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Keywords:

  • Blue-light emitters;
  • Conducting polymers;
  • Electroluminescence;
  • Energy transfer;
  • Fluorescence;
  • Full-color displays;
  • Green-light emitters;
  • Light-emitting diodes, organic;
  • Photopatterning;
  • Red-light emitters;
  • Thin films, organic;
  • White-light emitters

Abstract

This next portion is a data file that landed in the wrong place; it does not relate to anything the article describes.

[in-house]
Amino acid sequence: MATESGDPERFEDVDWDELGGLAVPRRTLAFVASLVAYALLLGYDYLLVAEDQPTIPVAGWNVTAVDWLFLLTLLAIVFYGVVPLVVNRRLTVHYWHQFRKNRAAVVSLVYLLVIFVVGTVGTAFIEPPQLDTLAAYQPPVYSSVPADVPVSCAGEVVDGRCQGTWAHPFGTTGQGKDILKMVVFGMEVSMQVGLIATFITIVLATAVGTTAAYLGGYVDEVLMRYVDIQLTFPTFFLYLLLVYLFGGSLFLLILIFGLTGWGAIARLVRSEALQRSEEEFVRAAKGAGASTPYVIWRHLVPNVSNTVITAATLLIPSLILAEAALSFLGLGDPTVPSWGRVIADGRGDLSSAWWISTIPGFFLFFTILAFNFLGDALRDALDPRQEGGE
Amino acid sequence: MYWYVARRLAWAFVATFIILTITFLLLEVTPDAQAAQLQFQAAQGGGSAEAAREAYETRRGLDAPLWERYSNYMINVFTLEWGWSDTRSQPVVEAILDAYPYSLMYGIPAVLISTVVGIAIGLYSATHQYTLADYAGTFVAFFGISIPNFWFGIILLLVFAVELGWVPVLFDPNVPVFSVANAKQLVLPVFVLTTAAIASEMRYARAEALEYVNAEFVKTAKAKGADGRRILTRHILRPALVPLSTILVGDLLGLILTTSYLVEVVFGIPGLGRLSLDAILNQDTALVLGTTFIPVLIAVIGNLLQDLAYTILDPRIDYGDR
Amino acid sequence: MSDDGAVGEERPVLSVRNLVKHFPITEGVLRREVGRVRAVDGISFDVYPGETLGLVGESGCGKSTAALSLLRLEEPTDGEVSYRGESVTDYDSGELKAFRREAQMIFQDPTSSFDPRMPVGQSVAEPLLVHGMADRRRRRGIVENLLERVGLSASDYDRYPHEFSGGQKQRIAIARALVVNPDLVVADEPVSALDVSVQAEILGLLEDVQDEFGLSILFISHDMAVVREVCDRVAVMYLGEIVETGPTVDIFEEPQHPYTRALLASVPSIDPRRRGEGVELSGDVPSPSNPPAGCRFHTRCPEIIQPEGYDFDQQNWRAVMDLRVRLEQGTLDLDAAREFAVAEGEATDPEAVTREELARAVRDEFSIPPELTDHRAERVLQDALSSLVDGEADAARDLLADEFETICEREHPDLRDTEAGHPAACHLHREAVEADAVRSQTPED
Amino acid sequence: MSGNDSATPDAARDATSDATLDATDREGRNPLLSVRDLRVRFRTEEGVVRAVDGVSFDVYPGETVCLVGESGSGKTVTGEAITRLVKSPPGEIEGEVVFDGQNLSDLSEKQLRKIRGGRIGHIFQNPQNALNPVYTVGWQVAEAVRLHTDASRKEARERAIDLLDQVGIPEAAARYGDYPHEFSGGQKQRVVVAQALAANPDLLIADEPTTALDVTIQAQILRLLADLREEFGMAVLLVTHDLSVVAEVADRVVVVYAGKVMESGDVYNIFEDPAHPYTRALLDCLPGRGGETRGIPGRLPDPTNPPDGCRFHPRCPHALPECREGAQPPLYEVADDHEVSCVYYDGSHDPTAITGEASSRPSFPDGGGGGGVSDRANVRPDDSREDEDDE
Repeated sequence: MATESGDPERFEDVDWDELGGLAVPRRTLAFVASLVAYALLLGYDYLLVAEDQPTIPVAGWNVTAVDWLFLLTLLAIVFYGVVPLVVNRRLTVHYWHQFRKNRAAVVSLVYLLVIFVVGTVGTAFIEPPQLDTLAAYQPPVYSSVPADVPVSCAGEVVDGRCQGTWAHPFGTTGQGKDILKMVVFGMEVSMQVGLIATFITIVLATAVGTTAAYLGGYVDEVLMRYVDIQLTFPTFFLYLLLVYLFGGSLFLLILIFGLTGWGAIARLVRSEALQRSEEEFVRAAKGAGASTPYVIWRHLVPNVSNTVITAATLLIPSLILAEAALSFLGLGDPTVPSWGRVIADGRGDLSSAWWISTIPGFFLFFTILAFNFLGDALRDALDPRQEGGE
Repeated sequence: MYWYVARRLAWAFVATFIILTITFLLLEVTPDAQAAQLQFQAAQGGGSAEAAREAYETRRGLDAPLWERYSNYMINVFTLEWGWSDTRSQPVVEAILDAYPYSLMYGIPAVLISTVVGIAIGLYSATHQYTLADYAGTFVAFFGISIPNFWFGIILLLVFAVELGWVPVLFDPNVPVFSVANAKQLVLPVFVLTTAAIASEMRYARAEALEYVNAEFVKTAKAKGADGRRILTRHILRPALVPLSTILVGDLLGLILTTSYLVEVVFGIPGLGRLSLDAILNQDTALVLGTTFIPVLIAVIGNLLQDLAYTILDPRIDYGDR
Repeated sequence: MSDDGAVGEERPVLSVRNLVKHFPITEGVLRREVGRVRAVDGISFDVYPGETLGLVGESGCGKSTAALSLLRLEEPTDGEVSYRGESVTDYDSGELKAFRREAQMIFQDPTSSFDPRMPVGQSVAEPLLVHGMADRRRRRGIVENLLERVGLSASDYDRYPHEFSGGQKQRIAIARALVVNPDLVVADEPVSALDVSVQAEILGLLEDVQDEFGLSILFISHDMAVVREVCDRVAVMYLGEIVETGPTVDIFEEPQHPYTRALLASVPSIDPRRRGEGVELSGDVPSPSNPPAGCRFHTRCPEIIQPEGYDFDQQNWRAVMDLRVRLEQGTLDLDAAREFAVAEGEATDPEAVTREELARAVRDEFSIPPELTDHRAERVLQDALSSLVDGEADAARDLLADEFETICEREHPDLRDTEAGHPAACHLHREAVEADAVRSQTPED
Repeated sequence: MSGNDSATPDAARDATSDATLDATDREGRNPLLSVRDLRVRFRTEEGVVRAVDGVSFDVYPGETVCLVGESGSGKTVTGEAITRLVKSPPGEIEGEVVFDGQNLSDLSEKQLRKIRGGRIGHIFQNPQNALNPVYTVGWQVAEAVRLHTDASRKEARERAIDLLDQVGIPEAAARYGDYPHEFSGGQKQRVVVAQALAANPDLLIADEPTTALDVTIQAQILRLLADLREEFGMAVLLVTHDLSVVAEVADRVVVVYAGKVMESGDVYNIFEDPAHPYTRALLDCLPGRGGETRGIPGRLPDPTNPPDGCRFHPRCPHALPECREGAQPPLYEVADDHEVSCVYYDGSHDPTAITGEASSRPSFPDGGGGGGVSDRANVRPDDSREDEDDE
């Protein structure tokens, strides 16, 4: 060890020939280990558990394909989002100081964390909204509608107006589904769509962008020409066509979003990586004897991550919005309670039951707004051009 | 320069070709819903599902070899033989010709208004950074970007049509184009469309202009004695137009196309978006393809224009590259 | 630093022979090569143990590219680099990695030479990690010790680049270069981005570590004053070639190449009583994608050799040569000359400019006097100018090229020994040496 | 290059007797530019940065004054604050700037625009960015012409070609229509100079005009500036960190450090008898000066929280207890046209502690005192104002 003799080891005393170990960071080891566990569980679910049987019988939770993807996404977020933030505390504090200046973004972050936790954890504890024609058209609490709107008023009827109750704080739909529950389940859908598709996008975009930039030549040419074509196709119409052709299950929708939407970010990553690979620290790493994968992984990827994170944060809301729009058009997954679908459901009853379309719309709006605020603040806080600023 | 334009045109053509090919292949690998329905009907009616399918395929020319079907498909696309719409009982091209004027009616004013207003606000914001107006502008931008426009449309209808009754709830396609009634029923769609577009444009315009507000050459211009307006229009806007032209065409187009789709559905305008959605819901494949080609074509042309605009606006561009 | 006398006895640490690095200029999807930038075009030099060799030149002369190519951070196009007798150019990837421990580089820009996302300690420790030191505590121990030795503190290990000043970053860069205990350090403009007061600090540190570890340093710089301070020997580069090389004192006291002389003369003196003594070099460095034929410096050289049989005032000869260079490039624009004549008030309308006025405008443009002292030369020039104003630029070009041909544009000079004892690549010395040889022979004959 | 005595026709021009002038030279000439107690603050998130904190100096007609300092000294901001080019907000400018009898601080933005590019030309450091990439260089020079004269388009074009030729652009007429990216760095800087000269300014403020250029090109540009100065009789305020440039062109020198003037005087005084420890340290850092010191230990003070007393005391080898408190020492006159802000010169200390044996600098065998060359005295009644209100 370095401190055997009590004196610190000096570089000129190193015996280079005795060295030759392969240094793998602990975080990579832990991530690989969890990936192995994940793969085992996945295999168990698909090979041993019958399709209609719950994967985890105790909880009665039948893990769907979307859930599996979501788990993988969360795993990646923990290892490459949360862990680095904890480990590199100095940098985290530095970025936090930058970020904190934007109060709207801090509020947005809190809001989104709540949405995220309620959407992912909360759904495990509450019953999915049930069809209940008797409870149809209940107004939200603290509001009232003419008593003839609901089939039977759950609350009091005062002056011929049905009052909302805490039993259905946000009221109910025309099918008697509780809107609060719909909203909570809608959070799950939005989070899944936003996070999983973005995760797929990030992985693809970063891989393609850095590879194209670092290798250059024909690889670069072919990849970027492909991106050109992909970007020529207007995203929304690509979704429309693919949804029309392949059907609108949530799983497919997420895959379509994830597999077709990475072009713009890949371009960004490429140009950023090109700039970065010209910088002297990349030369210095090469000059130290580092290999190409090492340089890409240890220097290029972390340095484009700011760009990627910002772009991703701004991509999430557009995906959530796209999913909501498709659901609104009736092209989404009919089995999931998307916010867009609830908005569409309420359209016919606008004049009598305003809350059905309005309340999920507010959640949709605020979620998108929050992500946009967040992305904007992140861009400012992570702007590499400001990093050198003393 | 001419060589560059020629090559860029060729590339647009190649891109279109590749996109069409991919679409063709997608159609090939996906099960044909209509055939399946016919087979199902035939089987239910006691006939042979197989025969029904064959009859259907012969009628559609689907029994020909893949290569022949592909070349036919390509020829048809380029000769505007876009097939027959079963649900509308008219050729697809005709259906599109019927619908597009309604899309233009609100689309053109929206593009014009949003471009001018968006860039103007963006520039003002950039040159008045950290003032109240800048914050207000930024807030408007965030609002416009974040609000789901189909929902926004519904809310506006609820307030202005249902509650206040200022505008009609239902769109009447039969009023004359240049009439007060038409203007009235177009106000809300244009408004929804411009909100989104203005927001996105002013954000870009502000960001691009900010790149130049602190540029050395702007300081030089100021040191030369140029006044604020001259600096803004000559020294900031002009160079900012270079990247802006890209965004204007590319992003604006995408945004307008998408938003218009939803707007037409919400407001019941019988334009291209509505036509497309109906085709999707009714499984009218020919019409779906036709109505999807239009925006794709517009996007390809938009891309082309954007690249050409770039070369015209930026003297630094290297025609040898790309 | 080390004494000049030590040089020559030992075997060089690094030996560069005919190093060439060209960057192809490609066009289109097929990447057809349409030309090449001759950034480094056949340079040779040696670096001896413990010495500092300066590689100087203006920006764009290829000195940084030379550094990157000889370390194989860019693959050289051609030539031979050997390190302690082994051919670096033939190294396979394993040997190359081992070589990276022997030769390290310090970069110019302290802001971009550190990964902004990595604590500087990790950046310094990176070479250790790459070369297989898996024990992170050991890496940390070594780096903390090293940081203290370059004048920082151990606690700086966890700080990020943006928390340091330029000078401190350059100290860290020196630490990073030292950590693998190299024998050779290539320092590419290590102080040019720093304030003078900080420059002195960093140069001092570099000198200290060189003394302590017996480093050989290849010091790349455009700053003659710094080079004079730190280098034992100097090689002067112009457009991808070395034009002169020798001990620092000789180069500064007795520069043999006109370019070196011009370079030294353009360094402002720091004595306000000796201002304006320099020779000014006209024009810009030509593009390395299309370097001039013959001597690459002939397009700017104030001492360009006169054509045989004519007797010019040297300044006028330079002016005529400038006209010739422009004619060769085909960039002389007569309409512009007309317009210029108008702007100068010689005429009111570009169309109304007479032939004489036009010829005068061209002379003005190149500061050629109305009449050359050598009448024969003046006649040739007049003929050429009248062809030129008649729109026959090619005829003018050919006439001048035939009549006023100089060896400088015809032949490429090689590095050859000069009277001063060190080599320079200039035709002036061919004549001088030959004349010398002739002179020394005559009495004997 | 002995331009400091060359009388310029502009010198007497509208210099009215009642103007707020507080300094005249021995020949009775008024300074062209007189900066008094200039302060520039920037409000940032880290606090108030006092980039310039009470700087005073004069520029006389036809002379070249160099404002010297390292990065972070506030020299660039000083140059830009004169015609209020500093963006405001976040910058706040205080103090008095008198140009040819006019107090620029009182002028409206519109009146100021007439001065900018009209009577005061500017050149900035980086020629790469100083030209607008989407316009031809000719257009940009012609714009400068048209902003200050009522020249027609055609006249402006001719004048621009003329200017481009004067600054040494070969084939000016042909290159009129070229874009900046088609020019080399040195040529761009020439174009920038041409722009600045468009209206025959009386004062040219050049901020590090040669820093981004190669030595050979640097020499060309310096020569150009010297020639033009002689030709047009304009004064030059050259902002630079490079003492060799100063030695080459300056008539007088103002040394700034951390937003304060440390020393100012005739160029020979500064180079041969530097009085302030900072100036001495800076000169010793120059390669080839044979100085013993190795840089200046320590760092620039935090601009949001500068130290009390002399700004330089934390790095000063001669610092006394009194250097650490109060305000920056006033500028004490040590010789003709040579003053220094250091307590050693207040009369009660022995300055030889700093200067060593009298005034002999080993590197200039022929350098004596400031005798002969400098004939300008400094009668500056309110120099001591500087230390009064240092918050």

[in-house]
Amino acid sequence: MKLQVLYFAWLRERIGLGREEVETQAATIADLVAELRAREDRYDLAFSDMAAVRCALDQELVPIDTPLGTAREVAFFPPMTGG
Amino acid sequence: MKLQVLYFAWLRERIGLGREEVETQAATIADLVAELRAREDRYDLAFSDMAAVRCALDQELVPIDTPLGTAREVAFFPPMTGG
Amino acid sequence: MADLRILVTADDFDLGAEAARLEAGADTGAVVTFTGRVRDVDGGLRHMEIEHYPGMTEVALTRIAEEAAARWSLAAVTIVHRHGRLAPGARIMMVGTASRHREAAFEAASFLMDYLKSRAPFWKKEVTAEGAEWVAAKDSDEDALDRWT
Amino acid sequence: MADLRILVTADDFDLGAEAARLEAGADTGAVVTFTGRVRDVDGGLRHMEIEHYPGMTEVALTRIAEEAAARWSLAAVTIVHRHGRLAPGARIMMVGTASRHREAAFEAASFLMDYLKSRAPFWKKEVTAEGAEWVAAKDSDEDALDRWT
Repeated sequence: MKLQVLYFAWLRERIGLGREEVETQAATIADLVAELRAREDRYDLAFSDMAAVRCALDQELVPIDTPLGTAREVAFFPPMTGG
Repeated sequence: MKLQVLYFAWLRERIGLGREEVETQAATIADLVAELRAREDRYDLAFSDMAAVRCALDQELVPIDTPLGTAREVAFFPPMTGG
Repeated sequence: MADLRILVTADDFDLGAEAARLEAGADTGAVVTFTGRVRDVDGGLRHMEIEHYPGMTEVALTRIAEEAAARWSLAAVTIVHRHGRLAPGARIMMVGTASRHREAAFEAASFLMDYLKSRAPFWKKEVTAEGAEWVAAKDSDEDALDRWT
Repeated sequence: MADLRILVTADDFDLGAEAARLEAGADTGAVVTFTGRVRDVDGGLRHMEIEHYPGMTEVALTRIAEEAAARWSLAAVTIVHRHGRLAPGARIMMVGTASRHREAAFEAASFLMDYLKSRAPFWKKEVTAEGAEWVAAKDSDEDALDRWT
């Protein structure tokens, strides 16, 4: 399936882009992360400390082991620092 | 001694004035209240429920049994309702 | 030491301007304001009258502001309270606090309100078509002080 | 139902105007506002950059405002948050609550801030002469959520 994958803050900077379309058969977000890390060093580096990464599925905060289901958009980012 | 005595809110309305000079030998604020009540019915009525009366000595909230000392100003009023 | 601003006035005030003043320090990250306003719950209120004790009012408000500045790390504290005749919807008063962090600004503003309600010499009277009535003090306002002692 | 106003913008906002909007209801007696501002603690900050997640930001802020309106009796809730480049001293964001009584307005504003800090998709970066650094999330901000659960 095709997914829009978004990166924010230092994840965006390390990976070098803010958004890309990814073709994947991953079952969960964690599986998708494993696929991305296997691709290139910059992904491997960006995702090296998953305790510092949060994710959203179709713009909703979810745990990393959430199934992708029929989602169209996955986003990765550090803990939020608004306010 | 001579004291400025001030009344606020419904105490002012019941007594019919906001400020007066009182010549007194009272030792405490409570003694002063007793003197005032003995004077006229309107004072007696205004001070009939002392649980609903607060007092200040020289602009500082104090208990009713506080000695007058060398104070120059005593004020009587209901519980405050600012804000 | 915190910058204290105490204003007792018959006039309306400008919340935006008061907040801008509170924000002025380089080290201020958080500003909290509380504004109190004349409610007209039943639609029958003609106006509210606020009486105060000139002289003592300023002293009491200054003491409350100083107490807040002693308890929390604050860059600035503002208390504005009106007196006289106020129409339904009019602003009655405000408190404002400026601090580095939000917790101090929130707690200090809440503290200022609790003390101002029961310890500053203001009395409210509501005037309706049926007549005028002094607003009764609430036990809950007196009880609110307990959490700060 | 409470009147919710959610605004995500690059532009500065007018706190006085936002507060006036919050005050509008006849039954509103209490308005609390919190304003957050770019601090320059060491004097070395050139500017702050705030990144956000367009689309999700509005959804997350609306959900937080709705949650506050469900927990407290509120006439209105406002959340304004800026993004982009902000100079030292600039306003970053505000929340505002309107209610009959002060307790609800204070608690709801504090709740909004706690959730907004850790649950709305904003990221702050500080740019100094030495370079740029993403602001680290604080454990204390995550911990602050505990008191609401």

Photochemically induced emission tuning for the definition of pixels emitting the three primary colors, red, green, blue (RGB), in a single conducting polymeric layer is investigated. The approach proposed is based on an acid-induced emission shift of the (1-[4-(dimethylamino)phenyl]-6-phenylhexatriene) (DMA-DPH) green emitter and acid-induced quenching of the red fluorescent emitter (4-dimethylamino-4′-nitrostilbene) (DANS). The two emitters are dispersed in the wide bandgap conducting polymer poly(9-vinylcarbazole) (PVK), along with a photoacid generator (PAG). In the unexposed film areas, red emission is observed because of efficient energy transfer from PVK and DMA-DPH to DANS. Exposure of selected areas of the film at different doses results in quenching of the red emitter's fluorescence and the formation of green, blue, or even other color-emitting pixels, depending on the exposure dose and the relative concentrations of the different compounds in the film. Organic light-emitting diodes having the PVK polymer containing the appropriate amounts of DMA-DPH, DANS, and PAG as the emitting layer are fabricated and electroluminescence spectra are recorded. The time stability of induced emission spectrum changes and the color stability during device operation are also examined, and the first encouraging results are obtained.